He joined the Culture, Health, and Personality Lab in 2021. Currently, under the supervision of Dr. Ryder, he is working on multiple research projects involved with mental health, personality, and culture research. Ideally, as his knowledge in these respective fields accrues over the years, he hopes to integrate it into a formal theory of meaning-making and well-being, considering its religious and political implications. Being passionate about helping others, his long-term goal is to be a clinical psychologist, and a scientific communicator.
Emma is currently enrolled at Concordia University where she is completing her honours thesis in the Culture, Health, and Personality lab. In her thesis she will be addressing integrative complexity of identity and acculturation. Emma was born in France and moved to Canada as a young child. She has always been interested in psychopathology, and recently grew a passion for it and how it is influenced by culture. She noticed how little attention was given to culture in shaping human experiences and the potential gaps that could be filled with further research, which gives her confidence that the lab would offer her a unique opportunity to explore the field of cultural psychology that has captured her fascination. She hopes that her learnings will provide her with the skills to further pursue graduate studies while expanding her knowledge in the field. In the past, Emma volunteered at the “Centre de Réadaptation de l’Ouest de Montréal” where she accompanied children with ASD in a number of activities. She currently also volunteers at the Stress, Interpersonal Relationships, and Health Laboratory. In her free time, Emma is an artist; she loves to draw and paint. She also spends her time fostering cats out of her apartment.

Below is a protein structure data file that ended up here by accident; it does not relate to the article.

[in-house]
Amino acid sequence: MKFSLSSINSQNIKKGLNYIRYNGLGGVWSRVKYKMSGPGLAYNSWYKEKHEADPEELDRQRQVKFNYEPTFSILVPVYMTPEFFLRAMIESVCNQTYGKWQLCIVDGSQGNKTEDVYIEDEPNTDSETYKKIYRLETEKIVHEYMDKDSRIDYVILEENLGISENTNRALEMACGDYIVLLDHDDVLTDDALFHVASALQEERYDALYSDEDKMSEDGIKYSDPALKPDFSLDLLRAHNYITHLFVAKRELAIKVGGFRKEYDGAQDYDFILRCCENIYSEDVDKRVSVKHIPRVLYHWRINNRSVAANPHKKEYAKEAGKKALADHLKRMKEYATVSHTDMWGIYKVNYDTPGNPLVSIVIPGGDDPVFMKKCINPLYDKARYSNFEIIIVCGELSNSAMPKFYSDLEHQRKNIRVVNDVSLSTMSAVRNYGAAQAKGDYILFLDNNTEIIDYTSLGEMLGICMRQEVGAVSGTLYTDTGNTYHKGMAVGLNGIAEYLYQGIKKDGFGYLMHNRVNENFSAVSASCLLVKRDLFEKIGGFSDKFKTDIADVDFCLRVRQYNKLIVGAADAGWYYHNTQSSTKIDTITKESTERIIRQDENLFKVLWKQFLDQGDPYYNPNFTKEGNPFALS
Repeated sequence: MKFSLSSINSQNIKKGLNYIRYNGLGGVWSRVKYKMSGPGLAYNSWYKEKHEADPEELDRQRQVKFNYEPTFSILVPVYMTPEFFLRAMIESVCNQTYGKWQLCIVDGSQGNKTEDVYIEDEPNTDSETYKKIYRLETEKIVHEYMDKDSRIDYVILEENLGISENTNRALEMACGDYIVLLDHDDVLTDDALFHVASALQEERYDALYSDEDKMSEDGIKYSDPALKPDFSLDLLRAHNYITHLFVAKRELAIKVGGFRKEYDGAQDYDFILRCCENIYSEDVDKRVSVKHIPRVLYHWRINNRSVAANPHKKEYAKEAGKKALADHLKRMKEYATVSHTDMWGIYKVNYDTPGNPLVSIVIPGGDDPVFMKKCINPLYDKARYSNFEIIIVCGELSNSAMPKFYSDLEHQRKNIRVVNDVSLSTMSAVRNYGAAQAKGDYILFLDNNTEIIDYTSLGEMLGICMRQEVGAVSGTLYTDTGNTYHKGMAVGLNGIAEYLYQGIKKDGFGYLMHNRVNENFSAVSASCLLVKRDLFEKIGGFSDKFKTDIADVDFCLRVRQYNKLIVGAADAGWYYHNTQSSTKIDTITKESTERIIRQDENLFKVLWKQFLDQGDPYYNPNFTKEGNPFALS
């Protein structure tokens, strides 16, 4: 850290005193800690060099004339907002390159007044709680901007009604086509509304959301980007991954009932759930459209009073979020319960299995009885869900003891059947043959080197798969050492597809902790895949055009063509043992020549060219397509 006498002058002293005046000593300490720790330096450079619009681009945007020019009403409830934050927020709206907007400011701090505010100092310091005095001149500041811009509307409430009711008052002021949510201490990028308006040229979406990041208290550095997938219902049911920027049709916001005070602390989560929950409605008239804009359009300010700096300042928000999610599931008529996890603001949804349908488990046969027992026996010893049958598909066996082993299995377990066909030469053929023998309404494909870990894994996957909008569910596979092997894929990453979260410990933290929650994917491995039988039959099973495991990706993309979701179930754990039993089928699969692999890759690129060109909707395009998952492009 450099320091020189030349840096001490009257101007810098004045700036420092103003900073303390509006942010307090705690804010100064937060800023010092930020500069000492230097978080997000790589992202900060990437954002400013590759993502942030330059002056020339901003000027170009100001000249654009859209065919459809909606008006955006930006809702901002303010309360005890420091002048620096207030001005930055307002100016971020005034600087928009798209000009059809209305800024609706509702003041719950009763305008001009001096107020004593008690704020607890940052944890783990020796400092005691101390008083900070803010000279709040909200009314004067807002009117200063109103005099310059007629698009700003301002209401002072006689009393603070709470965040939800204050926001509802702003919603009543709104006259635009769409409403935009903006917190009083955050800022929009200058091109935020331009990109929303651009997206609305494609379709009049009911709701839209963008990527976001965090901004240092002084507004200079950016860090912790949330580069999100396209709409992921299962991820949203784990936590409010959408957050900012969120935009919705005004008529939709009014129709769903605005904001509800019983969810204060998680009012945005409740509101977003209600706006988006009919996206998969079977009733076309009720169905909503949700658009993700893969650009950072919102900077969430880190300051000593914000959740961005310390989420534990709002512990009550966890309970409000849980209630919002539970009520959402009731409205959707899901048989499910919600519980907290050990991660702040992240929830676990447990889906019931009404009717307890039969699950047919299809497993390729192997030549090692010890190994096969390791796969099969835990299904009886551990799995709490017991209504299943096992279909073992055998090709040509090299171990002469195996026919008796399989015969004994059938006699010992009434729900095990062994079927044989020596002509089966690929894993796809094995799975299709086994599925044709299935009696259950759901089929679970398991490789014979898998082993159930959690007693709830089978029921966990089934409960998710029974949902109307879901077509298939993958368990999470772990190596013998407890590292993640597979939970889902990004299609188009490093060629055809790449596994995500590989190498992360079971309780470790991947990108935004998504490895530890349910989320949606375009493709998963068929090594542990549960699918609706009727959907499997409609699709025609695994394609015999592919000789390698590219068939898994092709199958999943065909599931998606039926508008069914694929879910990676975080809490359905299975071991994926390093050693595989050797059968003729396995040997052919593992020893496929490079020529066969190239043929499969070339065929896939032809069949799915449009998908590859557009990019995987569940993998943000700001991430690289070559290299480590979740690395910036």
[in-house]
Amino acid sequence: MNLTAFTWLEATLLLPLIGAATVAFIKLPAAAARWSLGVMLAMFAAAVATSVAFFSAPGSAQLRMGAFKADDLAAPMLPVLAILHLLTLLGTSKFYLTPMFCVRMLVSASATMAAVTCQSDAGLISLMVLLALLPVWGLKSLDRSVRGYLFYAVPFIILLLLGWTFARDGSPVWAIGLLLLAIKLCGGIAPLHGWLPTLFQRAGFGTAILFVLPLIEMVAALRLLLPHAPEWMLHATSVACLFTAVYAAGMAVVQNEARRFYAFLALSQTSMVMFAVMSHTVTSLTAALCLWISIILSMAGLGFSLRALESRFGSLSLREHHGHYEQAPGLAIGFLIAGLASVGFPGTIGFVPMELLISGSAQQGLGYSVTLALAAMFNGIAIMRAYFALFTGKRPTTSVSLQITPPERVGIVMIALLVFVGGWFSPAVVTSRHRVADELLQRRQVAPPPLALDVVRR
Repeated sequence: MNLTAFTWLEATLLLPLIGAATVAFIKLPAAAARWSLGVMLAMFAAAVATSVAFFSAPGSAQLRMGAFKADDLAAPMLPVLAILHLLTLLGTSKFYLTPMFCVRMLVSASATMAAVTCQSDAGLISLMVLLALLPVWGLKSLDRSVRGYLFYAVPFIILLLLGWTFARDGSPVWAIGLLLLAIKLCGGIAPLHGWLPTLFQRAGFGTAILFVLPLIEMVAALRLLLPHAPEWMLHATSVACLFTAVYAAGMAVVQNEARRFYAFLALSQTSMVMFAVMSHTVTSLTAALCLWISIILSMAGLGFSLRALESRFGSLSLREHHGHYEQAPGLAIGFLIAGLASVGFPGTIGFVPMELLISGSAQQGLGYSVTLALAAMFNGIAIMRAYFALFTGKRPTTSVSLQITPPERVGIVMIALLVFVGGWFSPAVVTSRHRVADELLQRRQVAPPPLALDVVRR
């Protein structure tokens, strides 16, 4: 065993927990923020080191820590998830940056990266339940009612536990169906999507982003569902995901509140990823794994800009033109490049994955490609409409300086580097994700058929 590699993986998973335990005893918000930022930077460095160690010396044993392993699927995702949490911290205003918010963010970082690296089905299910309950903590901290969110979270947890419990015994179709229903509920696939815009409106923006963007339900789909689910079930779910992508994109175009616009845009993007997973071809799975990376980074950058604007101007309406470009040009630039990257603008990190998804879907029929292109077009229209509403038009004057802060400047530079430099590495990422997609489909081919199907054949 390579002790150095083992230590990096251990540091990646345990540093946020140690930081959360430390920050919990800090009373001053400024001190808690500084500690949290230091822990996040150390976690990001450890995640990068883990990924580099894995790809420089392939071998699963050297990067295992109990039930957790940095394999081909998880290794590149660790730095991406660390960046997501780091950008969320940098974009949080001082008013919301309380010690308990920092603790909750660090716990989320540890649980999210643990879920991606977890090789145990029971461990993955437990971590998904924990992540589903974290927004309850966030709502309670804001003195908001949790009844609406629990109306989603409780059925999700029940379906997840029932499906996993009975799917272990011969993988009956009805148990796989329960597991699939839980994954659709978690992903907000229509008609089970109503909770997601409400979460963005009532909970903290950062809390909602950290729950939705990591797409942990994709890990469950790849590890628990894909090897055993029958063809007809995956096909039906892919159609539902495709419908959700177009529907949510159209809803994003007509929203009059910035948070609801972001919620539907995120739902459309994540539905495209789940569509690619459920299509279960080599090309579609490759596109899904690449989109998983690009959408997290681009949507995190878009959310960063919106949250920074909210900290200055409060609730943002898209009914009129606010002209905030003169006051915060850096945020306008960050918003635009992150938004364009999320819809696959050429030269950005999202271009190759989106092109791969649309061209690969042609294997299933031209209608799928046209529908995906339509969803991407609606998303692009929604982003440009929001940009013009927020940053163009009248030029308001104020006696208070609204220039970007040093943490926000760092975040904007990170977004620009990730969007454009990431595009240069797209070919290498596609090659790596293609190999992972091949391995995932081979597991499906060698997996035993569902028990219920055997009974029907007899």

Sofia was born in Montreal, but was raised in Curitiba, Brazil. She always dreamed of coming back to her hometown to pursue her higher education. Now she is completing her final year of her B.Sc in psychology at Concordia University.